The artwork neatly matches the frenetic storylines in both of these books. There is always more going on than meets the eye and gags and jokes abound everywhere you look. The artwork in TINY TYRANT is little more subdued. Illustrator Fabrice Parme uses empty space on the page to the story's advantage, and there are few clear-cut frames. This allows the story's visual humor to spill over from one sequence to another. And, to be honest, the Tiny Tyrant himself, Ethelbert, is such an incredibly cute kid, with a big grin and wide eyes, that it would be hard to dislike him, even as he is wreaking havoc on the world around him. This contrast between the art and personality works a certain magic on the reader. On the other hand, KAPUT & ZOSKY is packed to the hilt with funny drawings by Eric Cartier. It may be that aliens and strange planets drifting in unknown sectors of the Universe give the artist a bit more freedom, particularly when you consider the wide range of bizarre creatures that our two heroes meet along the way. Cartier is wise to give us contrasting main characters, too, with Kaput looking like a fat little punk rocker sporting a red mohawk and Zosky taking on the resemblance of a cerebral hot dog with hair. If that sounds odd to you that's because it is, and intentional, I'm sure.

Both of these books could provide a launching pad for some potentially interesting creative writing. The TINY TYRANT certainly raises the question of what would students do if they were suddenly thrust into the role of ruling an entire island as royalty. What would their ideal island look like? And, if they were to be the queen or king, who would be the foil to their character (as Ethelbert has both a cousin who is king of a neighboring island and Princess Hildegardenia, who uses complicated words that confuse our boy king)? Who would give them tantrums and what would those tantrums look like? (Do we really want to know? Maybe we could just ask their parents).

As for KAPUT & ZOSKY, well, who wouldn't like to live the carefree life of meandering through space, taking over a planet here and there, and going off on adventures? I think KAPUT & ZOSKY would be a good place for character development for students. Asking students to create two characters who complement each other and who feed off each other (and think of Abbott and Costello, or Laurel and Hardy, or maybe even Dr. Jekyll and Mr. Hyde) is a valuable exercise that forces the writer to map out the personality qualities and quirks of character creation. In addition, the story that I mentioned above concerning a planet built on Democracy might provide an interesting, and humorous, entry into the world of politics and the art of pandering and delivering on promises.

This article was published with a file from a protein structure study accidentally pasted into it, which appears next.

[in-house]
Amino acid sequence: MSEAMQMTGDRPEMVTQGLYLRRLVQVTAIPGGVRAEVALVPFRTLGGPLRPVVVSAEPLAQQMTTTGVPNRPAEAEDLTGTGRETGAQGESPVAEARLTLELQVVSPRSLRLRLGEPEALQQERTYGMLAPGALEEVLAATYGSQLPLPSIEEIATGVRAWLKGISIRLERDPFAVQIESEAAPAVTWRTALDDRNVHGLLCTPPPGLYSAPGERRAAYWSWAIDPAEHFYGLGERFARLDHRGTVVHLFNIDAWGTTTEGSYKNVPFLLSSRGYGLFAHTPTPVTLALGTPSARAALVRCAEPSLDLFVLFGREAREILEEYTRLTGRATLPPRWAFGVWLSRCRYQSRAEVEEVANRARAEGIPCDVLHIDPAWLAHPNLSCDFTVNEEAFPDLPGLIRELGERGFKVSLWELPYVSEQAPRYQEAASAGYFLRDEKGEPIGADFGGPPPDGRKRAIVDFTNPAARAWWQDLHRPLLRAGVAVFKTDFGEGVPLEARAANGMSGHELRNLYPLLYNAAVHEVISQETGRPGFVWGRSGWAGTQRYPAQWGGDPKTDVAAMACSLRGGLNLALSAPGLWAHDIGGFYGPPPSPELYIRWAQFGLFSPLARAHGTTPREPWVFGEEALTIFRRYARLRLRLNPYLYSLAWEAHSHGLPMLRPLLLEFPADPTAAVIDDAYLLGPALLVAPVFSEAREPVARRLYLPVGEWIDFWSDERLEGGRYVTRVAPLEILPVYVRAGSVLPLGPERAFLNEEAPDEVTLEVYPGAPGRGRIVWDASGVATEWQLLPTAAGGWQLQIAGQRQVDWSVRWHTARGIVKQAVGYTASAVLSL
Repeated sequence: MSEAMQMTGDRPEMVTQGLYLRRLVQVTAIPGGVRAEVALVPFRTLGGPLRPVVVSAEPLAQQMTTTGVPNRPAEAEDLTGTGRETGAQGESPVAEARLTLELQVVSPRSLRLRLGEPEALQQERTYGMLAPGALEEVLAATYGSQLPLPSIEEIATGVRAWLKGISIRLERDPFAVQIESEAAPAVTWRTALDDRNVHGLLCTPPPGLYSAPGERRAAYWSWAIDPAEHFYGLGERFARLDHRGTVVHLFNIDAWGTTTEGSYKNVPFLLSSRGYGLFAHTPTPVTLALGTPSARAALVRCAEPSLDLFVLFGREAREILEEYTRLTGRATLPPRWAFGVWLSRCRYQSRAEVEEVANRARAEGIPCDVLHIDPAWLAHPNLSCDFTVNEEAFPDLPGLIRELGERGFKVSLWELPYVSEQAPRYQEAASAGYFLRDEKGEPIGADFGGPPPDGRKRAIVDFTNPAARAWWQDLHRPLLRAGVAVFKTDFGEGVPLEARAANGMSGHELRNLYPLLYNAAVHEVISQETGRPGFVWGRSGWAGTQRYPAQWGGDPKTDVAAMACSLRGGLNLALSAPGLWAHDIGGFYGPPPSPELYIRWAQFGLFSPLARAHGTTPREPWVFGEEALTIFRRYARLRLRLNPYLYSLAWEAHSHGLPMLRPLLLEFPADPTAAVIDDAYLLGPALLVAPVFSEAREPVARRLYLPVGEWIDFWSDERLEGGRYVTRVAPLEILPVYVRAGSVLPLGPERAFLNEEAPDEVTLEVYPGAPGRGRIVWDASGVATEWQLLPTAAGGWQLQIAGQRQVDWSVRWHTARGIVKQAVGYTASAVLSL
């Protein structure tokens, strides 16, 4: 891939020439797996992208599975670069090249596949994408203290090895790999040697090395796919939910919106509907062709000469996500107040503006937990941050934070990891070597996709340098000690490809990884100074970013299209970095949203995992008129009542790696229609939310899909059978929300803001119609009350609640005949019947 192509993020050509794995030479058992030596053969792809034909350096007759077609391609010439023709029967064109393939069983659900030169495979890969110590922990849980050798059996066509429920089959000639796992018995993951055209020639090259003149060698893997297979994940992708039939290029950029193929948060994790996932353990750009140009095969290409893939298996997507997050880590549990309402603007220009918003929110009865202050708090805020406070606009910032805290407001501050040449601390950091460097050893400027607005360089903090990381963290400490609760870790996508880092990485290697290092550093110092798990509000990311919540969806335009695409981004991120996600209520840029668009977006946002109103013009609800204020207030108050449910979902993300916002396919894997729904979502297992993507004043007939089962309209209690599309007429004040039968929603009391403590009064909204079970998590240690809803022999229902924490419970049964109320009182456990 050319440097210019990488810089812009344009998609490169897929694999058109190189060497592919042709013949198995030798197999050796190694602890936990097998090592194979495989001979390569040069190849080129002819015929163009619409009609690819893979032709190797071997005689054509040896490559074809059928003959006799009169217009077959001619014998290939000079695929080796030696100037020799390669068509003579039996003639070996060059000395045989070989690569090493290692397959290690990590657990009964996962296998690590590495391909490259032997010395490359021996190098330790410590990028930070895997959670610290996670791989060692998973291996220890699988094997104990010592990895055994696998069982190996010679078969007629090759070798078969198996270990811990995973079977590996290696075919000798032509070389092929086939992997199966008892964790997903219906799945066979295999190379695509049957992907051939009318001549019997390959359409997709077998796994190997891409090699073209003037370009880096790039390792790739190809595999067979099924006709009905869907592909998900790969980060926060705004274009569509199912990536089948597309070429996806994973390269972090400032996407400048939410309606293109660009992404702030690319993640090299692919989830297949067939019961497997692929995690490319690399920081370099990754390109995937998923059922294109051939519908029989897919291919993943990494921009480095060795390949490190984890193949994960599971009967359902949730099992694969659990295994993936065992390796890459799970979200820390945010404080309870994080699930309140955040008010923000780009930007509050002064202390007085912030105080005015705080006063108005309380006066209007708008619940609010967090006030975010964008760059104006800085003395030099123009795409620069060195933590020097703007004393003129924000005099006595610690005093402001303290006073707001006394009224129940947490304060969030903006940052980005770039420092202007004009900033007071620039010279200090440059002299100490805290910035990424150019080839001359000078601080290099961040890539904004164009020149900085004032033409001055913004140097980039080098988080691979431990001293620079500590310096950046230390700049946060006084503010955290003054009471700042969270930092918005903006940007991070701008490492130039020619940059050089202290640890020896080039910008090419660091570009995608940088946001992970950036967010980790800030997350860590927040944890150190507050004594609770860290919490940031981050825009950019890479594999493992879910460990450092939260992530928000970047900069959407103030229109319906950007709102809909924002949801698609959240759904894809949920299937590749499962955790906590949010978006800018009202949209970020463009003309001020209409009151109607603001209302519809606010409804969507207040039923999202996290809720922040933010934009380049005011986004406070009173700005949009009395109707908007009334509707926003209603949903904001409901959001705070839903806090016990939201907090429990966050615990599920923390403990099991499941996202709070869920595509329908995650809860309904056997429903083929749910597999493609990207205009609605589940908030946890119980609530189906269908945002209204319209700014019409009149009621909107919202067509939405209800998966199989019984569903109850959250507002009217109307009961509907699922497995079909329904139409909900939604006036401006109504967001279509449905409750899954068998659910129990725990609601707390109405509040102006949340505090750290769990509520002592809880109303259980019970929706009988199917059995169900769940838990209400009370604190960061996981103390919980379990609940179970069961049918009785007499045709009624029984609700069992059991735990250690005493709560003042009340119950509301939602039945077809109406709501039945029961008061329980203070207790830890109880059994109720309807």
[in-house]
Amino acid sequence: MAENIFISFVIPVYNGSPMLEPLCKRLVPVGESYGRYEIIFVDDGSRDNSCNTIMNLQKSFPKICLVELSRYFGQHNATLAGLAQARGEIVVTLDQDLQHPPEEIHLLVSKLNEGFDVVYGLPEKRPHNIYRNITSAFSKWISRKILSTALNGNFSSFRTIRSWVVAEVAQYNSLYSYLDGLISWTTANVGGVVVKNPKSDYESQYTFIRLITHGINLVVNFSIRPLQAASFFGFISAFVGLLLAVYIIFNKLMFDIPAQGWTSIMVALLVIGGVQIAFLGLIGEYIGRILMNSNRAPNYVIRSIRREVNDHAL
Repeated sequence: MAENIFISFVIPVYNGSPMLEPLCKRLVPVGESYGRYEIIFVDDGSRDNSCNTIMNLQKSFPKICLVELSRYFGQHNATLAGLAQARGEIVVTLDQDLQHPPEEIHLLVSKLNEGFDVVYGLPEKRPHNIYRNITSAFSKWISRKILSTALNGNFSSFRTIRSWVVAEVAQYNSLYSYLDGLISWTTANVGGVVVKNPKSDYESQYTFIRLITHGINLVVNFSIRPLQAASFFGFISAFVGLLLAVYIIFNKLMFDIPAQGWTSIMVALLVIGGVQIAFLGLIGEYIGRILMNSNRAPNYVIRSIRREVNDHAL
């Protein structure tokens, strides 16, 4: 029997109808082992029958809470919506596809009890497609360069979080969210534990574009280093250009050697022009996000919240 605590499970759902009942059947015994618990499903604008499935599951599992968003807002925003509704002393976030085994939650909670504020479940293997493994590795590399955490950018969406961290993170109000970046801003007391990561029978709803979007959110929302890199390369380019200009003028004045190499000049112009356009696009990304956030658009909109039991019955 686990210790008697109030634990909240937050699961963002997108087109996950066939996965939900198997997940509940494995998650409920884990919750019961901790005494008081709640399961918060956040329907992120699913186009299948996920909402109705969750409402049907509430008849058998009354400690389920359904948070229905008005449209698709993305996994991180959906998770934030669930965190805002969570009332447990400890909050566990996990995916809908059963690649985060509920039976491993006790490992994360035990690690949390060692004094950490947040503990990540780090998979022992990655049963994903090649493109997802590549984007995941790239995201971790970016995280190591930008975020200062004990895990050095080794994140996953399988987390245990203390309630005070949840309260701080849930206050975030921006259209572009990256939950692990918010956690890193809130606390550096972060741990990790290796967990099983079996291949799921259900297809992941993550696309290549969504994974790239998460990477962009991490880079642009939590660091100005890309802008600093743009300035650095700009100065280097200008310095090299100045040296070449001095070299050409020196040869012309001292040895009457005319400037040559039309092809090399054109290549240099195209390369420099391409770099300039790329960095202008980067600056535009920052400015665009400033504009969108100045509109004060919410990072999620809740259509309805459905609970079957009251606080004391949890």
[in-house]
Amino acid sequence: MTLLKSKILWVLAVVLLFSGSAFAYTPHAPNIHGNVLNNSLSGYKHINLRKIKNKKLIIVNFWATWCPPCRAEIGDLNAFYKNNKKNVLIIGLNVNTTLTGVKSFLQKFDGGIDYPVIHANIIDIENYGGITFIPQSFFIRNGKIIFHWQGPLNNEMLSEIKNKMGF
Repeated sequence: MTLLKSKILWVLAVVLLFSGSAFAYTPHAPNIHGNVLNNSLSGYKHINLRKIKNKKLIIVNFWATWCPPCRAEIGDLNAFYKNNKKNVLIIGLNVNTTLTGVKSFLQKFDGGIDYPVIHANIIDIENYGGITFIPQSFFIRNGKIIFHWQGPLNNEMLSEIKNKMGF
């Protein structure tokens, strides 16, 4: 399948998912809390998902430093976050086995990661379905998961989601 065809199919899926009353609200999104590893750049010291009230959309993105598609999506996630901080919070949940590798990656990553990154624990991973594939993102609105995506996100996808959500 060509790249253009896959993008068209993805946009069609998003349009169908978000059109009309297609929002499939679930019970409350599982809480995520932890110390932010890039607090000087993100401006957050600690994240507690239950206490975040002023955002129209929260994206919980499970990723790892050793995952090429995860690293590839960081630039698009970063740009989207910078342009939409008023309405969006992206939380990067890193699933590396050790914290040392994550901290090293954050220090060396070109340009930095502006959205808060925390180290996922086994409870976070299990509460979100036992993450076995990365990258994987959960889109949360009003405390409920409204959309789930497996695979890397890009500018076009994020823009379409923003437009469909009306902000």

• Format: Softcover
  • Color: Full color
  • Reading level: Ages 9-12
  • Pages: 80
  • Publisher: First Second
  • ISBN-10: 1596431326
  • ISBN-13: 978-1596431324

  • Format: Softcover
  • Color: Full color
  • Reading level: Ages 9-12
  • Pages: 128
  • Publisher: First Second
  • ISBN-10: 159643094X
  • ISBN-13: 978-1596430945

I would rate this as a Highly Recommended for students in the elementary levels through high school, although my guess is that the cute covers might dissuade some older students from ever opening them up. Both books are fun adventures in which the characters get their full due for any transgressions of personality. For example, Kaput and Zosky periodically do blast the beings on the planets they stumble upon but there is nothing showing overt gore or violence. The victims just disappear into a puff of smoke. Most of the times, the two aliens apologize for their blasting, albeit to a cloud of vapor. And, like his counterparts in the other book, the Tiny Tyrant – King Ethelbert – never really ever causes much harm to anyone other than himself.

There are some who might find KAPUT & ZOSKY mildly offensive, as the two aliens have very little concern for the populace or planet they are invading (except for the last story, in which they are mistaken for Cabbage Patch kids and nurtured by a motherly alien creature) and they often leave the visited world in shambles. (Which, come to think of it, is the story of colonization throughout history).